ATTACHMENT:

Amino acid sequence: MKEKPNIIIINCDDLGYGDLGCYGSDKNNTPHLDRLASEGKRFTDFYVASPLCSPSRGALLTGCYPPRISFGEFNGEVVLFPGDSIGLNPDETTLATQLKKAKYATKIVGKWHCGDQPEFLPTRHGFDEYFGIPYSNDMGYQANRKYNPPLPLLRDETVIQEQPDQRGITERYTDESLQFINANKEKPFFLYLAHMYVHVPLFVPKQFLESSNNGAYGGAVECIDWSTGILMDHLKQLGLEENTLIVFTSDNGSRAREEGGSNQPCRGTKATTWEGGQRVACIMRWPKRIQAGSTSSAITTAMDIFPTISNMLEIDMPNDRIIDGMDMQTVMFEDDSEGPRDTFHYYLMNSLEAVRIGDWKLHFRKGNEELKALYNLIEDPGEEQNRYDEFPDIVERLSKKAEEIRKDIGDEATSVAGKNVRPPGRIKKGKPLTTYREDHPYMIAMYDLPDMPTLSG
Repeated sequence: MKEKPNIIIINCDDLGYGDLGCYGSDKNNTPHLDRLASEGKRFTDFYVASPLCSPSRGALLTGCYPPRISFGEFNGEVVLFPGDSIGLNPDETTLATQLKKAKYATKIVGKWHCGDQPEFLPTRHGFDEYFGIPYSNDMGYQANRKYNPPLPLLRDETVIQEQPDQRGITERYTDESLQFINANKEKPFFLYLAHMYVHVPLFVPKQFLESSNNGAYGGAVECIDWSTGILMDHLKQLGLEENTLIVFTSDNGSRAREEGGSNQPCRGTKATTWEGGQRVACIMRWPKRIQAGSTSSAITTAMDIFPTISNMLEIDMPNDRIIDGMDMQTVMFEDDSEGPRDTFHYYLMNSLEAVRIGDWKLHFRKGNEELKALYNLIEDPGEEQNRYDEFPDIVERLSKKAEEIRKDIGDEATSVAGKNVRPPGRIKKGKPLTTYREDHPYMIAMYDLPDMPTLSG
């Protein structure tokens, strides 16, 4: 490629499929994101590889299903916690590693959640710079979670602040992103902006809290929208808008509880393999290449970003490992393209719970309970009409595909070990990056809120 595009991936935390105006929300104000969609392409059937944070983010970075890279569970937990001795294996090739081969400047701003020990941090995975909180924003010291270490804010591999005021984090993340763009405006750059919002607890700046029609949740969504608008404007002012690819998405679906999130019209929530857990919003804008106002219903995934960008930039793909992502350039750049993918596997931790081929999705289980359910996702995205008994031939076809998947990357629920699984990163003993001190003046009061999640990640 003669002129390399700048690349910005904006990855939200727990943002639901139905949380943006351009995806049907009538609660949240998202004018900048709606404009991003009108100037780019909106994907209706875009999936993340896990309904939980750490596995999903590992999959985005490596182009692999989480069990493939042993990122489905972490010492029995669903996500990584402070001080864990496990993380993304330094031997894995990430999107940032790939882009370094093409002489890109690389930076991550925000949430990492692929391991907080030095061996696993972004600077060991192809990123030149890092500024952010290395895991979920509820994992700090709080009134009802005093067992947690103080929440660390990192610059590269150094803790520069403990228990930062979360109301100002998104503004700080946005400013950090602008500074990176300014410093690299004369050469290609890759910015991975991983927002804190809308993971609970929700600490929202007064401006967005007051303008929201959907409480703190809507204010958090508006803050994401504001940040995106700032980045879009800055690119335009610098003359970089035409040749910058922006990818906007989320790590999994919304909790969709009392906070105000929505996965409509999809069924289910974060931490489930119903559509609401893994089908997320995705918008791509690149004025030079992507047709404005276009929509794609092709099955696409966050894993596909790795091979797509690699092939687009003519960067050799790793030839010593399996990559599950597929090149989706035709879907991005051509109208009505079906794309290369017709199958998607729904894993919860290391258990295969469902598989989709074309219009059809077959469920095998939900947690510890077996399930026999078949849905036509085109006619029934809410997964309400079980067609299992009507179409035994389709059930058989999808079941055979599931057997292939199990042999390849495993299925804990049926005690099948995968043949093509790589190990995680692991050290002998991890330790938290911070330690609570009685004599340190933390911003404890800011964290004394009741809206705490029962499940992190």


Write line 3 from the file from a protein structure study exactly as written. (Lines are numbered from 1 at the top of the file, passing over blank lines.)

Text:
């Protein structure tokens, strides 16, 4: 490629499929994101590889299903916690590693959640710079979670602040992103902006809290929208808008509880393999290449970003490992393209719970309970009409595909070990990056809120 595009991936935390105006929300104000969609392409059937944070983010970075890279569970937990001795294996090739081969400047701003020990941090995975909180924003010291270490804010591999005021984090993340763009405006750059919002607890700046029609949740969504608008404007002012690819998405679906999130019209929530857990919003804008106002219903995934960008930039793909992502350039750049993918596997931790081929999705289980359910996702995205008994031939076809998947990357629920699984990163003993001190003046009061999640990640 003669002129390399700048690349910005904006990855939200727990943002639901139905949380943006351009995806049907009538609660949240998202004018900048709606404009991003009108100037780019909106994907209706875009999936993340896990309904939980750490596995999903590992999959985005490596182009692999989480069990493939042993990122489905972490010492029995669903996500990584402070001080864990496990993380993304330094031997894995990430999107940032790939882009370094093409002489890109690389930076991550925000949430990492692929391991907080030095061996696993972004600077060991192809990123030149890092500024952010290395895991979920509820994992700090709080009134009802005093067992947690103080929440660390990192610059590269150094803790520069403990228990930062979360109301100002998104503004700080946005400013950090602008500074990176300014410093690299004369050469290609890759910015991975991983927002804190809308993971609970929700600490929202007064401006967005007051303008929201959907409480703190809507204010958090508006803050994401504001940040995106700032980045879009800055690119335009610098003359970089035409040749910058922006990818906007989320790590999994919304909790969709009392906070105000929505996965409509999809069924289910974060931490489930119903559509609401893994089908997320995705918008791509690149004025030079992507047709404005276009929509794609092709099955696409966050894993596909790795091979797509690699092939687009003519960067050799790793030839010593399996990559599950597929090149989706035709879907991005051509109208009505079906794309290369017709199958998607729904894993919860290391258990295969469902598989989709074309219009059809077959469920095998939900947690510890077996399930026999078949849905036509085109006619029934809410997964309400079980067609299992009507179409035994389709059930058989999808079941055979599931057997292939199990042999390849495993299925804990049926005690099948995968043949093509790589190990995680692991050290002998991890330790938290911070330690609570009685004599340190933390911003404890800011964290004394009741809206705490029962499940992190």